Scopes Monkey Trial
Scopes Monkey Trial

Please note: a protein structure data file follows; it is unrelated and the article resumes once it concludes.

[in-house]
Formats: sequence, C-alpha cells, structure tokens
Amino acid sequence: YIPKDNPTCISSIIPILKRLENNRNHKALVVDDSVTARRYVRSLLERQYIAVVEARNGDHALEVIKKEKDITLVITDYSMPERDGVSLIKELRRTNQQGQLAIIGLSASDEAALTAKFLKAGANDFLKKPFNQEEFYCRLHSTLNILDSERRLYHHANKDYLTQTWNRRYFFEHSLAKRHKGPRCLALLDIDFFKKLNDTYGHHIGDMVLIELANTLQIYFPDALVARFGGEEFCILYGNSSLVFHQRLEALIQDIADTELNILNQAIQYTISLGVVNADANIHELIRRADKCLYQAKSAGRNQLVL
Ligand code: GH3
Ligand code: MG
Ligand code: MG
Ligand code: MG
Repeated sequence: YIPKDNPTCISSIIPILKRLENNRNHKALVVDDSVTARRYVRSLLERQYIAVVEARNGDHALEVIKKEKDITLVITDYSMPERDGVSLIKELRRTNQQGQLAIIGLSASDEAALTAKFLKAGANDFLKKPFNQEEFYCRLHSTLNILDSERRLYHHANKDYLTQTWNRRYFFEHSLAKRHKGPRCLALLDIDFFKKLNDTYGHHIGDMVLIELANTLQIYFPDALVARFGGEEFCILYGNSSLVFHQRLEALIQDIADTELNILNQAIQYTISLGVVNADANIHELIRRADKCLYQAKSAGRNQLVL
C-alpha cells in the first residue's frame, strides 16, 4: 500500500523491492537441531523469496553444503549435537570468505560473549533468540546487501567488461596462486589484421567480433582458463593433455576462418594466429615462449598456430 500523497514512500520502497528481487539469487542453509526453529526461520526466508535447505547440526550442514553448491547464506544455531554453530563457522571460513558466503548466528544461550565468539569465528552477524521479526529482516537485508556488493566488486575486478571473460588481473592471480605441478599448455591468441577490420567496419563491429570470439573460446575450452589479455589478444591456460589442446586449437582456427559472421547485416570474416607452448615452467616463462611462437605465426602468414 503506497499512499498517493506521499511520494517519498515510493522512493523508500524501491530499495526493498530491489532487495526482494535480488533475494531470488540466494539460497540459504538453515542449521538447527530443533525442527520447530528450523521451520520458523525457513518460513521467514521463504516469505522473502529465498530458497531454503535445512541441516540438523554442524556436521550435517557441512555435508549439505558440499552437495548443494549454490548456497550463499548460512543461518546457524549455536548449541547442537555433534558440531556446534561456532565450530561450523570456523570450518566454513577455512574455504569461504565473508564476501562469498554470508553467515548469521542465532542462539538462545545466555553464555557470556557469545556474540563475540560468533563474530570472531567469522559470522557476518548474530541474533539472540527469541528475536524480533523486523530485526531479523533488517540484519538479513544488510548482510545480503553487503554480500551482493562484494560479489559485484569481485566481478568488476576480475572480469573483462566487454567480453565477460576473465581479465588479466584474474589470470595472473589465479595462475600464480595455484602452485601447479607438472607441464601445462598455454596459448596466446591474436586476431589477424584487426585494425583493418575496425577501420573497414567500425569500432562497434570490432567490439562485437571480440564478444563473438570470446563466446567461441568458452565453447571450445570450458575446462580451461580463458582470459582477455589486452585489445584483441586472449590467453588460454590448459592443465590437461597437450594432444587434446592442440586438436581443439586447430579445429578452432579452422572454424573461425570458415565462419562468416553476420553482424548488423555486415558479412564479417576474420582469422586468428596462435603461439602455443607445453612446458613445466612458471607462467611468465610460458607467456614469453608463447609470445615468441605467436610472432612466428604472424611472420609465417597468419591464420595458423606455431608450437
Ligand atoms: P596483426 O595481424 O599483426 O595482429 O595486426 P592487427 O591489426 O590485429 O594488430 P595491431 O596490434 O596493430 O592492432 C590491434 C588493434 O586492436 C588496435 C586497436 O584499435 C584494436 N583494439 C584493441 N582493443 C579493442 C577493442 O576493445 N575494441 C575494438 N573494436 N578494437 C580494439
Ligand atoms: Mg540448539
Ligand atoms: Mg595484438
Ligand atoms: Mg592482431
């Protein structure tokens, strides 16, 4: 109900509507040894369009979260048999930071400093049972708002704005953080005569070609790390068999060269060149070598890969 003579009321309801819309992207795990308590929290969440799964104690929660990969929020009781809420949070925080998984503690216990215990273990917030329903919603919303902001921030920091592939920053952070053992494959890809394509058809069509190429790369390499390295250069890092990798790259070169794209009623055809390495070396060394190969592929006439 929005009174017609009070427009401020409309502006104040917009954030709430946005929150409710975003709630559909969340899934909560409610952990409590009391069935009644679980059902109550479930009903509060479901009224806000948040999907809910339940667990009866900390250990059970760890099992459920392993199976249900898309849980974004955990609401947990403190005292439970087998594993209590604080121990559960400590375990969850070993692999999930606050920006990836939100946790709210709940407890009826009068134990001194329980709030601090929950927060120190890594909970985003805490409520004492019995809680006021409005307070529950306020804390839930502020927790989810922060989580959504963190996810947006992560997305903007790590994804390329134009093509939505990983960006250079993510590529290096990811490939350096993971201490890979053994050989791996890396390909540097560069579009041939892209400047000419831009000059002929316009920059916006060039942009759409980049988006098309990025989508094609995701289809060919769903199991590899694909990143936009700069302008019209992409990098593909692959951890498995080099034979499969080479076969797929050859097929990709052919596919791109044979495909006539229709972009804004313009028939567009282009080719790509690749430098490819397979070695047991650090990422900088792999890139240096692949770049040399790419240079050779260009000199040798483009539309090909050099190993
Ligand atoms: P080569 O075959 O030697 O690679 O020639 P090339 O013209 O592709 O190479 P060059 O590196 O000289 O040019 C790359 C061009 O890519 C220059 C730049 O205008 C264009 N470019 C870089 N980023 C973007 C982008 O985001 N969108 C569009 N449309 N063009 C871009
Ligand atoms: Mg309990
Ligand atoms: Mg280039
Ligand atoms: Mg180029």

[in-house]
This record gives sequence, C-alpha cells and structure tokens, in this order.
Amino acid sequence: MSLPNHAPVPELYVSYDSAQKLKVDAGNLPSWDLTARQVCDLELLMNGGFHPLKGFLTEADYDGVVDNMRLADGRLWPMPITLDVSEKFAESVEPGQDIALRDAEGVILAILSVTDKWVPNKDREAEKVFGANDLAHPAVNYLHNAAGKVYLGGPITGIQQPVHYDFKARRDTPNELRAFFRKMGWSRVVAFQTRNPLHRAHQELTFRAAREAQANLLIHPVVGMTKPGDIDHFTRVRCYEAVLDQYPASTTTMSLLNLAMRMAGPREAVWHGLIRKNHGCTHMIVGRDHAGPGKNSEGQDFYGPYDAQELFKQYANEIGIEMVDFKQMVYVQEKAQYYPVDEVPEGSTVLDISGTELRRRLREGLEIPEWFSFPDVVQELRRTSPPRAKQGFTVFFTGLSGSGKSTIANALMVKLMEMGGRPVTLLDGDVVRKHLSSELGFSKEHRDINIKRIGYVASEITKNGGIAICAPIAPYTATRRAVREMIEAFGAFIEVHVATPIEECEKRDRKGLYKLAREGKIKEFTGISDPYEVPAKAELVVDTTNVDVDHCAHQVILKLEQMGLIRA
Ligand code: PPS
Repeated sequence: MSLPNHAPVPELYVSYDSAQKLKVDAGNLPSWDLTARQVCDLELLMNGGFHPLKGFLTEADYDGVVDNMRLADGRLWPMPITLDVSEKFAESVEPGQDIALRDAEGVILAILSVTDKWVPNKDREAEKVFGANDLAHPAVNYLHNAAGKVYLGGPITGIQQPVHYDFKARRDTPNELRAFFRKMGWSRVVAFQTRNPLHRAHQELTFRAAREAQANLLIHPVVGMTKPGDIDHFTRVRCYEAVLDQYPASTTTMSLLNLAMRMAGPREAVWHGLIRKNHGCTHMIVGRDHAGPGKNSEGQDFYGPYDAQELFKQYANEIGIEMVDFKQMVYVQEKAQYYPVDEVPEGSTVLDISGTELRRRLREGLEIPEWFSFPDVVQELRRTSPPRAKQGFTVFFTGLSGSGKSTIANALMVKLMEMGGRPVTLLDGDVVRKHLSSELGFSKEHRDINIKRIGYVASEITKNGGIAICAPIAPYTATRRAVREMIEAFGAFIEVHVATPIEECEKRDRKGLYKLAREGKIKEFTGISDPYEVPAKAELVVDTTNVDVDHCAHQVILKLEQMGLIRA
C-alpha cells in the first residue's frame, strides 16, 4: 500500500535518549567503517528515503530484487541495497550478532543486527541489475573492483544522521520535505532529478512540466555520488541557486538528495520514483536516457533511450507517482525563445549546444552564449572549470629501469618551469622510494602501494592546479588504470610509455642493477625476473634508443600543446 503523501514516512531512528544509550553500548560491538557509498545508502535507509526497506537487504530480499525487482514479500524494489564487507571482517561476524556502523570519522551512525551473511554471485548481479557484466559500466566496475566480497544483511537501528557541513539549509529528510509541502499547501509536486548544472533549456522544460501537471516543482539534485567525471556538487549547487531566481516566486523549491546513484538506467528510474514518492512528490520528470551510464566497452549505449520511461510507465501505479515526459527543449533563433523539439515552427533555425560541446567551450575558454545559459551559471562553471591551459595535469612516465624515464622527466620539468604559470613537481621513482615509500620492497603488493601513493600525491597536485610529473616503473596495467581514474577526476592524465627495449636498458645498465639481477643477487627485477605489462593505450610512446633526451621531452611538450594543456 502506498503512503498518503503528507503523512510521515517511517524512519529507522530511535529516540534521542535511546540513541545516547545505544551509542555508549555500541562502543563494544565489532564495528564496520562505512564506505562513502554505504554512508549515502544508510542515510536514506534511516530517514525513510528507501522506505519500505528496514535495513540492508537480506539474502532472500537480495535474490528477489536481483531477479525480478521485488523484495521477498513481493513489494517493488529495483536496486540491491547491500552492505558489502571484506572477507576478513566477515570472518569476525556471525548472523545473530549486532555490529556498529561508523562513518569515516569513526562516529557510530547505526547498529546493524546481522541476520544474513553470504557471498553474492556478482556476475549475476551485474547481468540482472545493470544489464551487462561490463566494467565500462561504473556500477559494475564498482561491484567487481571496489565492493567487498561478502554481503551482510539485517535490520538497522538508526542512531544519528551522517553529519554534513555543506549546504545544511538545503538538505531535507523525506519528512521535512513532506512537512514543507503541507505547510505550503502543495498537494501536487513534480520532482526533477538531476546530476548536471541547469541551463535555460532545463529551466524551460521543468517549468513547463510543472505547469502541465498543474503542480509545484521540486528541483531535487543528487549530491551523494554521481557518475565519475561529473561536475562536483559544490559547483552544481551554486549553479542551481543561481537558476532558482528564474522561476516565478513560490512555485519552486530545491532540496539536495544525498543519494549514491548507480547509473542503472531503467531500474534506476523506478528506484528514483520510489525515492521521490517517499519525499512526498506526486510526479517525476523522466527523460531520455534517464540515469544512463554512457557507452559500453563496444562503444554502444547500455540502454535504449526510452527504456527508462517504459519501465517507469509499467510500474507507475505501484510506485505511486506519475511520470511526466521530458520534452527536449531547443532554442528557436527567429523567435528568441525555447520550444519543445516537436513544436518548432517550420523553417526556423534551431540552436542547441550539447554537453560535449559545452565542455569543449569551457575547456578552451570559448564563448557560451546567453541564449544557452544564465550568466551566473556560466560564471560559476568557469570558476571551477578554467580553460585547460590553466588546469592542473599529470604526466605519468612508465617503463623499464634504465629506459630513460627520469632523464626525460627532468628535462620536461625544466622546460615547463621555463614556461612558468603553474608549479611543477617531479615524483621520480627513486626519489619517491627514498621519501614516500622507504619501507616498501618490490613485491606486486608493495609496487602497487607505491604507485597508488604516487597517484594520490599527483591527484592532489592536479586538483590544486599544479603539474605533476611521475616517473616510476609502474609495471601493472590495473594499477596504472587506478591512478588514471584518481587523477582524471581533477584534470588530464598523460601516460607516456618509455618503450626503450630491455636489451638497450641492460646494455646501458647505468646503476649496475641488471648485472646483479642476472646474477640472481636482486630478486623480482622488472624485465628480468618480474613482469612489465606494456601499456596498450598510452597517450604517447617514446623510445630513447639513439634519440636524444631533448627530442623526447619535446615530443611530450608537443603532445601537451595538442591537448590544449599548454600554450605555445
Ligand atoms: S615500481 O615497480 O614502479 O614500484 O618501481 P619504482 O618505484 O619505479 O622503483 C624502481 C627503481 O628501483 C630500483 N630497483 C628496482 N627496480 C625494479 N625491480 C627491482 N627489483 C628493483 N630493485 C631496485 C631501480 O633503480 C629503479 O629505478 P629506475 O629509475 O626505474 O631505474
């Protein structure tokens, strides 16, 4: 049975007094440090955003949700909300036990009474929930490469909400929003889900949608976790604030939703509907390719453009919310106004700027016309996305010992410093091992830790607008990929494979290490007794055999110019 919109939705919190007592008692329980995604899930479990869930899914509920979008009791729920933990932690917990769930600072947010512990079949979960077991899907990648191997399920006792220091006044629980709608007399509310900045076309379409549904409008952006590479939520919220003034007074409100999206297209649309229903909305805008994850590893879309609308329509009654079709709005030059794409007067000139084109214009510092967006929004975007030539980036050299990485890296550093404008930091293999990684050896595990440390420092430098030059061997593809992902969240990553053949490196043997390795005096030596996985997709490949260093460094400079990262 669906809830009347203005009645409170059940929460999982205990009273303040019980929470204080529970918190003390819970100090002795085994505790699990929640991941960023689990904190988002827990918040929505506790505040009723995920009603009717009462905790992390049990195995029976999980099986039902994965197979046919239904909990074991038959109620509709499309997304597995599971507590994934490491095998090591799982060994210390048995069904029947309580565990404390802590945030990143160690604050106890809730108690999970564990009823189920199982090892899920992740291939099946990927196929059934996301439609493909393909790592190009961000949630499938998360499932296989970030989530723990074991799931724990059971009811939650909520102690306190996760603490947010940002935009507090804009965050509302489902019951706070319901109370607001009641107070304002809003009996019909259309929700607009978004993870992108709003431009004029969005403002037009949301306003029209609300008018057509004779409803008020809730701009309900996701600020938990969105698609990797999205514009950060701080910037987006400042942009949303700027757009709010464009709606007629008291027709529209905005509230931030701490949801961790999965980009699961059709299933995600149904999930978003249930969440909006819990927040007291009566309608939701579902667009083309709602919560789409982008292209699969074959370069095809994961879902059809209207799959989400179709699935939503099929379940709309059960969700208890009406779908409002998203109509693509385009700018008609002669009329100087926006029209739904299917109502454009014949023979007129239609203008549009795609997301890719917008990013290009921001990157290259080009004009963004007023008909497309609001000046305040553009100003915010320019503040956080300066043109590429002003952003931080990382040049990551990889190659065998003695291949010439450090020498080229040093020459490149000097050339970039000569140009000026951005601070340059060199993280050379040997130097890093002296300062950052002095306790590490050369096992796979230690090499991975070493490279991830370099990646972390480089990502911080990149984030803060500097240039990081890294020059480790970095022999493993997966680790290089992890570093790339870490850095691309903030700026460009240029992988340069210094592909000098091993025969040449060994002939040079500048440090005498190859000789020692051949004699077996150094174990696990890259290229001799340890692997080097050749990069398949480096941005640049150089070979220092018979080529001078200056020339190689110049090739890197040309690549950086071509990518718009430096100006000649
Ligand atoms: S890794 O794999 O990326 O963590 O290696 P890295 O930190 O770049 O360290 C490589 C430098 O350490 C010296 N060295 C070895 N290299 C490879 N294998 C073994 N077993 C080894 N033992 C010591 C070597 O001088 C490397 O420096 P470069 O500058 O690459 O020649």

Is teaching evolution to children a negative thing? In 1925, there was a trial that took place that has been questioned whether or not the trial was real or staged made to look real. The name of the famous American case is The State of Tennessee vs. John Thomas Scopes, which had become commonly known as the Scopes Monkey Trial. A high school teacher, known as John Scopes, was accused of violating Tennessee's Butler Act, which made it unlawful to teach evolution in any state-funded school. What many do not know is that this trial all the way down to the arrest was planned from the very beginning. The trial and the planning for this event took place in Dayton, Ohio. The planning started at a local drug store owned by Fred Robinson. “George Rappalyea, a 31-year-old transplanted New Yorker and local coal company manager, arrived at the drugstore with a copy of a paper containing an American Civil Liberties Union announcement that it was willing to offer its services to anyone challenging the new Tennessee anti-evolution statute” (Linder, 2000). Rappalyea, a modernist Methodist with contempt for the new law, argued to other town leaders that a trial would be a way of putting Dayton on the map. As others listened to Rappalyea, including School Superintendent Walter White, they became convinced that publicity generated by a controversial trial might help their town and probably boost their population, whose population had fallen from 3,000 in the 1890's to 1,800 in 1925 (Linder, 2000). They felt that their town had fallen off the map and they needed a way to bring the people back into their and gain some attention. Scope was summoned to the drugstore and Rappalyea approached him and asked if he would be willing to take a stand for test case over the illegal teaching of evolution in the schools. Scopes agreed to the trial. The took...
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